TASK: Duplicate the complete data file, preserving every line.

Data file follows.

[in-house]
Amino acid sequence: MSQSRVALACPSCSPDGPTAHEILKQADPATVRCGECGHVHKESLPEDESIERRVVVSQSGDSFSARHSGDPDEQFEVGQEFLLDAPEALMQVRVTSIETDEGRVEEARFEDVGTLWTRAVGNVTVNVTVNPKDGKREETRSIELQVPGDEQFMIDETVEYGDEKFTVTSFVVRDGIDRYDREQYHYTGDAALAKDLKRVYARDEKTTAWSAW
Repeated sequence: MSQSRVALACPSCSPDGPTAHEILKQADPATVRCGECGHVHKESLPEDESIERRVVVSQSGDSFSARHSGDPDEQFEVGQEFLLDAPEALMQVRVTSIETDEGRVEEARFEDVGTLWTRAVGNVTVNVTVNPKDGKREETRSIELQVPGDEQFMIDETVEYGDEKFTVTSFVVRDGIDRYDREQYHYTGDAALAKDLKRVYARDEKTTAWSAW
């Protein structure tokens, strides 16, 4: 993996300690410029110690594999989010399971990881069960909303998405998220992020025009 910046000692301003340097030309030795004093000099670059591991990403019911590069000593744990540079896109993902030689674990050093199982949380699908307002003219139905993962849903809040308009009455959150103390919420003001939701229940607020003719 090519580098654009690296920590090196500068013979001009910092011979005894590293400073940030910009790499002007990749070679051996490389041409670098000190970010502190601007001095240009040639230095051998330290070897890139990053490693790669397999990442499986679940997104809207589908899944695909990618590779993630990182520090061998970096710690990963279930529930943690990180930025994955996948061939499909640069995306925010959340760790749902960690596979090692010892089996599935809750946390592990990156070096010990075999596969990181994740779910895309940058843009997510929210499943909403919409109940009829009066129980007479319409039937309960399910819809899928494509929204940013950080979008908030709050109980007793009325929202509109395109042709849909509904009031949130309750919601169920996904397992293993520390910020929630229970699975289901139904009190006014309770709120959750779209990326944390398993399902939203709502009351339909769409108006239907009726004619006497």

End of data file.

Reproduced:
[in-house]
Amino acid sequence: MSQSRVALACPSCSPDGPTAHEILKQADPATVRCGECGHVHKESLPEDESIERRVVVSQSGDSFSARHSGDPDEQFEVGQEFLLDAPEALMQVRVTSIETDEGRVEEARFEDVGTLWTRAVGNVTVNVTVNPKDGKREETRSIELQVPGDEQFMIDETVEYGDEKFTVTSFVVRDGIDRYDREQYHYTGDAALAKDLKRVYARDEKTTAWSAW
Repeated sequence: MSQSRVALACPSCSPDGPTAHEILKQADPATVRCGECGHVHKESLPEDESIERRVVVSQSGDSFSARHSGDPDEQFEVGQEFLLDAPEALMQVRVTSIETDEGRVEEARFEDVGTLWTRAVGNVTVNVTVNPKDGKREETRSIELQVPGDEQFMIDETVEYGDEKFTVTSFVVRDGIDRYDREQYHYTGDAALAKDLKRVYARDEKTTAWSAW
């Protein structure tokens, strides 16, 4: 993996300690410029110690594999989010399971990881069960909303998405998220992020025009 910046000692301003340097030309030795004093000099670059591991990403019911590069000593744990540079896109993902030689674990050093199982949380699908307002003219139905993962849903809040308009009455959150103390919420003001939701229940607020003719 090519580098654009690296920590090196500068013979001009910092011979005894590293400073940030910009790499002007990749070679051996490389041409670098000190970010502190601007001095240009040639230095051998330290070897890139990053490693790669397999990442499986679940997104809207589908899944695909990618590779993630990182520090061998970096710690990963279930529930943690990180930025994955996948061939499909640069995306925010959340760790749902960690596979090692010892089996599935809750946390592990990156070096010990075999596969990181994740779910895309940058843009997510929210499943909403919409109940009829009066129980007479319409039937309960399910819809899928494509929204940013950080979008908030709050109980007793009325929202509109395109042709849909509904009031949130309750919601169920996904397992293993520390910020929630229970699975289901139904009190006014309770709120959750779209990326944390398993399902939203709502009351339909769409108006239907009726004619006497």